Kitakata ramen spin-offs give extra bite to soul food

The Yomiuri Shimbun

Clockwise from top, a ramen burger, a ramen pizza and a noodle-less ramen donburi rice bowl are shown at Fureai Park Kita no Sato michi no eki roadside station in Kitakata, Fukushima Prefecture.

By Hideyuki Tokida / Yomiuri Shimbun Senior Research FellowKITAKATA, Fukushima — It is no exaggeration to say that ramen has become Japan’s soul food. Variations on the noodle dish are infinite, but one I encountered recently was something I never would have imagined: Ramen you have to bite to eat.

Kitakata, a small city in Fukushima Prefecture with a population of less than 50,000, is home to one of the nation’s Big Three ramen styles, along with that of Sapporo and the Hakata area of Fukuoka. Locals can be found eating the noodles in the morning at restaurants that open as early as 7 a.m.

At Kitakata’s Fureai Park Kita no Sato michi no eki roadside station, the Kitakata ramen burger can be found for ¥350 ($3). This specialty consists of noodles boiled then fried to make buns, with braised pork and menma bamboo shoots in between. When I took a bite, I found it tasted like a steamed meat bun, but with a distinctive ramen flavor, thanks in part to a sauce made using ramen soup.

The roadside station also offers ramen donburi rice bowls, which feature rice cooked with ramen soup along with familiar toppings for the noodles — minus the noodles. According to head chef Yoshinori Hasegawa, efforts to develop ramen spin-off dishes date back to the late-1990s.

As Hasegawa and his colleagues explored ideas for creating a signature dish for the roadside station, they focused on Kitakata ramen, which is famous throughout the country for its thick crinkled noodles that go well with soup.

“We concluded that we should take advantage of the recognition [of our local ramen],” the chef said.

The ramen rice bowl made its debut in 1998, followed by ramen pizza in 2003. The burger, released in 2008, has since been spotlighted as a symbol of innovative ramen culture.

Creating these dishes “nearly at cost, takes time and effort,” Hasegawa said.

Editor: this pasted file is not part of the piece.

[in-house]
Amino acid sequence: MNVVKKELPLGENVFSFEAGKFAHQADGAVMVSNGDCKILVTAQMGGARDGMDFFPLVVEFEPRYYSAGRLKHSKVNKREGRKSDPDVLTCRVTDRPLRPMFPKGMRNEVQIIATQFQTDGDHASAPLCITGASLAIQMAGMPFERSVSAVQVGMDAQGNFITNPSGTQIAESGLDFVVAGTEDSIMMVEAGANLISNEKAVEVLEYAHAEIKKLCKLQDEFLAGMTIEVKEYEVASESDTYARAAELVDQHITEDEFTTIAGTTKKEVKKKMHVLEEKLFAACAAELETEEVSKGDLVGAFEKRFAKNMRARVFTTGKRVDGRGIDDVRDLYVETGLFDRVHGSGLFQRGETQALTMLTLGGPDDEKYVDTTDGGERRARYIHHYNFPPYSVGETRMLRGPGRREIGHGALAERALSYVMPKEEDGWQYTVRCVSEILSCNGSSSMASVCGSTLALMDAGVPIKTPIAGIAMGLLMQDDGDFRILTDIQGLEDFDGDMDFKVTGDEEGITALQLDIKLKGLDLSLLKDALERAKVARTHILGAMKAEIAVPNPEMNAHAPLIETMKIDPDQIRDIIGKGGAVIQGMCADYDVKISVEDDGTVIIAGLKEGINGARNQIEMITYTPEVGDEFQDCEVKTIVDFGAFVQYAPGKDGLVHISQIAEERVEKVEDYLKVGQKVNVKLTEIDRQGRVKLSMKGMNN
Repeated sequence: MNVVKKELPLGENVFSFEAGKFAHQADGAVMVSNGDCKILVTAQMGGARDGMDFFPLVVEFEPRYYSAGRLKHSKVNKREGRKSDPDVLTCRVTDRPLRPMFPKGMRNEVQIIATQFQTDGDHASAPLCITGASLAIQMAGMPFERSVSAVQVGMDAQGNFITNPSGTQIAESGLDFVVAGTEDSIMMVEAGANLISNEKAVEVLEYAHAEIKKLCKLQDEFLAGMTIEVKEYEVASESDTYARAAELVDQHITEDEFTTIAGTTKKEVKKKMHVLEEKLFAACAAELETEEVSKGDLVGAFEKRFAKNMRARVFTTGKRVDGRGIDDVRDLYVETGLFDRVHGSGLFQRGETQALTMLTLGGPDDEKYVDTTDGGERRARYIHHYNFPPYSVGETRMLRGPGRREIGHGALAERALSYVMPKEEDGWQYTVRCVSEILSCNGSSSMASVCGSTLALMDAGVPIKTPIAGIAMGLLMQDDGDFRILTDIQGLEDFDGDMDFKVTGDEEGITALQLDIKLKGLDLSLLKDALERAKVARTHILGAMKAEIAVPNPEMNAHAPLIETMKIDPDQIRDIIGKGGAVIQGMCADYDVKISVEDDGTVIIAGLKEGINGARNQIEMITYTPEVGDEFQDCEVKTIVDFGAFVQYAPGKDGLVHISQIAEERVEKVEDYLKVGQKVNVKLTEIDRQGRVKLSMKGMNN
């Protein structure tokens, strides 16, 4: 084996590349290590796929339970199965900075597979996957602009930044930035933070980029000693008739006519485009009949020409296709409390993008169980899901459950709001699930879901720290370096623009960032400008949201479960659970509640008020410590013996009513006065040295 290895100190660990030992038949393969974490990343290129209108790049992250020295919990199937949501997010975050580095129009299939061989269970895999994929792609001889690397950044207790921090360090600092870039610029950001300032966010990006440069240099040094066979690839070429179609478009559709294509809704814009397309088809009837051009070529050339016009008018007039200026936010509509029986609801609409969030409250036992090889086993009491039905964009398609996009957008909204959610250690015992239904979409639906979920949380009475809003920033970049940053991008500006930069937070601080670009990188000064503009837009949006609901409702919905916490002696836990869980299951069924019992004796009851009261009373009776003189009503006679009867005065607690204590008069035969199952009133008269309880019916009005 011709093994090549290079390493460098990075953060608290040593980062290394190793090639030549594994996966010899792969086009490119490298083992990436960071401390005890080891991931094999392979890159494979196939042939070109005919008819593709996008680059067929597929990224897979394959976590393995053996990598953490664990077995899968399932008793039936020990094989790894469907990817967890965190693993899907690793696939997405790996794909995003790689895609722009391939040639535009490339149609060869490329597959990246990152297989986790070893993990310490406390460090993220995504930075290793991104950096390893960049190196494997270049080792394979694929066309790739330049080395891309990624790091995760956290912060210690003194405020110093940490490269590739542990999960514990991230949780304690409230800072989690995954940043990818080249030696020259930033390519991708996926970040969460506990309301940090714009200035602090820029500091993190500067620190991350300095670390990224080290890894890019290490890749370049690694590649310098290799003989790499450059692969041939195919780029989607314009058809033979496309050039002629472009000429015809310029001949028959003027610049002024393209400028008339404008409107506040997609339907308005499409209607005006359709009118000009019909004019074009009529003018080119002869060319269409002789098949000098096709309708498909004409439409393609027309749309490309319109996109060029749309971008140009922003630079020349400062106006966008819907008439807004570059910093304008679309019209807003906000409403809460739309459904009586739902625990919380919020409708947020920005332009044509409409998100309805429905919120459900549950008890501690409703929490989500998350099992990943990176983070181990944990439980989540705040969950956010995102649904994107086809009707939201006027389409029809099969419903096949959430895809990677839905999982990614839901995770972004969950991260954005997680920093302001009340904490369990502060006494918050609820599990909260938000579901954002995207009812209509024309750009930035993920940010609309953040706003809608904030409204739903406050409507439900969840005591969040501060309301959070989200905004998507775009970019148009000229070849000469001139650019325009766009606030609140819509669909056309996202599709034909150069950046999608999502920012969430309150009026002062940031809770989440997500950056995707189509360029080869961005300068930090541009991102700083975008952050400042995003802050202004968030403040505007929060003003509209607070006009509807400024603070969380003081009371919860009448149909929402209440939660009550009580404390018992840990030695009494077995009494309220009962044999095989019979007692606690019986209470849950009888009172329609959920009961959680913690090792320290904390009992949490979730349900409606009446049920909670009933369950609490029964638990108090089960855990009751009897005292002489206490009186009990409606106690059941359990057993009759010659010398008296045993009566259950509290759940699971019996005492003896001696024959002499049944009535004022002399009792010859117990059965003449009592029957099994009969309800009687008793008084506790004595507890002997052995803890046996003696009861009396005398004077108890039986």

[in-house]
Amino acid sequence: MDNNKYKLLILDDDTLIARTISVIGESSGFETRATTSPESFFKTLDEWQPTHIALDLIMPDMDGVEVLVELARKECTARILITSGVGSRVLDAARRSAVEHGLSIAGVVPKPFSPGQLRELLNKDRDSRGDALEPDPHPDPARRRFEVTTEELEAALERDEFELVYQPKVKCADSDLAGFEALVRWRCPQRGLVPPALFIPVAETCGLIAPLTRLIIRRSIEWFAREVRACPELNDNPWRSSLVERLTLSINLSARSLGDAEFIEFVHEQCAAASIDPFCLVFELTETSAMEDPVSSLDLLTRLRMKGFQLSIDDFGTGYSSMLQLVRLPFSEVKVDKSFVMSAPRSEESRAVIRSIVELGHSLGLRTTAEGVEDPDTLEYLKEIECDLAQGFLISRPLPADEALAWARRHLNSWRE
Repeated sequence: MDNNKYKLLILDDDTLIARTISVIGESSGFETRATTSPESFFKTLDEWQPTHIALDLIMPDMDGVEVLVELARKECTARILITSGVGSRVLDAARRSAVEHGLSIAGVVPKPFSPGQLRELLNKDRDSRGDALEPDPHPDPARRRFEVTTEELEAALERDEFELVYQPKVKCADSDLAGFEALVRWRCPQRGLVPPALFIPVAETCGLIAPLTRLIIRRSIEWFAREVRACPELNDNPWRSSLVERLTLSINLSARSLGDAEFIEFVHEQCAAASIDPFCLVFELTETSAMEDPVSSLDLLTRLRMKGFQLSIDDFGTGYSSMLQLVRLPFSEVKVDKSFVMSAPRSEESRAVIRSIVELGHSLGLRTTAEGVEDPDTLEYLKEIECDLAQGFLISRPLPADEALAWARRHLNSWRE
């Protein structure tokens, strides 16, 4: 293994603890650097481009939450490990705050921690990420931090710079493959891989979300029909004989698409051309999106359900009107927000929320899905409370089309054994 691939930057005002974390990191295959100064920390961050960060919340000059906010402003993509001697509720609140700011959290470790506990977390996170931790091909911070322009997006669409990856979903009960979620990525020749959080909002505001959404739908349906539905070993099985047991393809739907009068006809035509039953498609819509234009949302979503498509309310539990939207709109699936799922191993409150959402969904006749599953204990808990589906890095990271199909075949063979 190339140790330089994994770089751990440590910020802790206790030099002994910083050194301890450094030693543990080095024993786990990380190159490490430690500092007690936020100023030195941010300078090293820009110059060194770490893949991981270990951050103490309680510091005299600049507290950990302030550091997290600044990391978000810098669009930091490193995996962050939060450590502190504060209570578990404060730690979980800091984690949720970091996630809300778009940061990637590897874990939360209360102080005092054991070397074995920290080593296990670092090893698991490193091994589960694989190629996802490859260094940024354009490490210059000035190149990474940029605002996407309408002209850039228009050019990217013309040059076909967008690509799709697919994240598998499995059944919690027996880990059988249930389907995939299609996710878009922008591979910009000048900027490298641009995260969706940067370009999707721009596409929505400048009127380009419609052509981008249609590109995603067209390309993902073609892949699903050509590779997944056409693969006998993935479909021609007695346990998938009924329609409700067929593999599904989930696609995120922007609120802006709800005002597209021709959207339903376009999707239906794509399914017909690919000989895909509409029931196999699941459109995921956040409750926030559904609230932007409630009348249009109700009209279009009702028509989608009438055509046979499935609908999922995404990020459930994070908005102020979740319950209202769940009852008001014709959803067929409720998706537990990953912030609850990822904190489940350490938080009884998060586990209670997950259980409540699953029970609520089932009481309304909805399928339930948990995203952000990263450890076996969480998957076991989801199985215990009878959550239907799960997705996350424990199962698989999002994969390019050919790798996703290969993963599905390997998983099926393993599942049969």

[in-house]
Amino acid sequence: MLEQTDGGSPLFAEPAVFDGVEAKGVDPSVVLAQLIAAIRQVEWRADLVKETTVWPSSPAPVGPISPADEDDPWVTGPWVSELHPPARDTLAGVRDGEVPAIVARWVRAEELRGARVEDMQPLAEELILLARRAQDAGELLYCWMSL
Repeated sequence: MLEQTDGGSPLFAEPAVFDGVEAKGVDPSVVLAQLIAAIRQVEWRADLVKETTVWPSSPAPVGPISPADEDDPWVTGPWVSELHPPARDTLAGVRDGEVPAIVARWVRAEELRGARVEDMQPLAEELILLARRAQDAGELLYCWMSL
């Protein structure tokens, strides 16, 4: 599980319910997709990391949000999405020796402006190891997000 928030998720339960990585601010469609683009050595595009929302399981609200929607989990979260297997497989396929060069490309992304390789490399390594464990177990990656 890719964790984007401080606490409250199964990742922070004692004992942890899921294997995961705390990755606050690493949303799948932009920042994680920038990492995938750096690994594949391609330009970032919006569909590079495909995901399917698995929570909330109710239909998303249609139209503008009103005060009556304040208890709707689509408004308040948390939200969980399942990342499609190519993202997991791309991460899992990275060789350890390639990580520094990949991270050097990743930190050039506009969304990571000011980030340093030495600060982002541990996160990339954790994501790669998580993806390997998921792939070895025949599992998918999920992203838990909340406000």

“But having had the [2011] Great East Japan Earthquake, I believe making these ramen dishes can deliver the message that Fukushima is working hard.”

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  • The Yomiuri Shimbun

    A bowl of typical Kitakata ramen is offered at Bannai Shokudo, a famous restaurant in the city.

  • The Yomiuri Shimbun

    Various Kitakata ramen-related products, such as senbei crackers, right, are available at a souvenir shop in Kitakata, Fukushima Prefecture.

  • The Yomiuri Shimbun

    Shokudo Ito offers a dish of ramen noodles fried with Worcestershire sauce, a pioneering ramen spin-off developed about 60 years ago.

Discovering origins

Having tasted the burger, I decided to discover the origins of Kitakata ramen with a visit to Genraiken.

Restaurant founder Kinsei Ban came from Zhejiang Province in China to work in Japan at the end of the Taisho era (1912-26). Ban eventually arrived in Kitakata, and to make a living, he began selling Chinese noodles even though he had no food experience. However, his products earned a good reputation, and Ban shared tips for making his distinctive crinkled noodles with those who asked, laying the foundations for today’s Kitakata ramen.

“If we hadn’t had Ban, we wouldn’t have Kitakata ramen,” said Katsuyo Hoshi, the wife of Ban’s son who has long been running the restaurant. She described her father-in-law as an honest person who went through many hardships.

It’s apparent that a seed planted in a small city in the Tohoku region decades ago has grown into a giant tree that stretches out with many branches. After the interview, I enjoyed Genraiken’s simple traditional ramen, mulling over a culinary saga that nearly spans a century.

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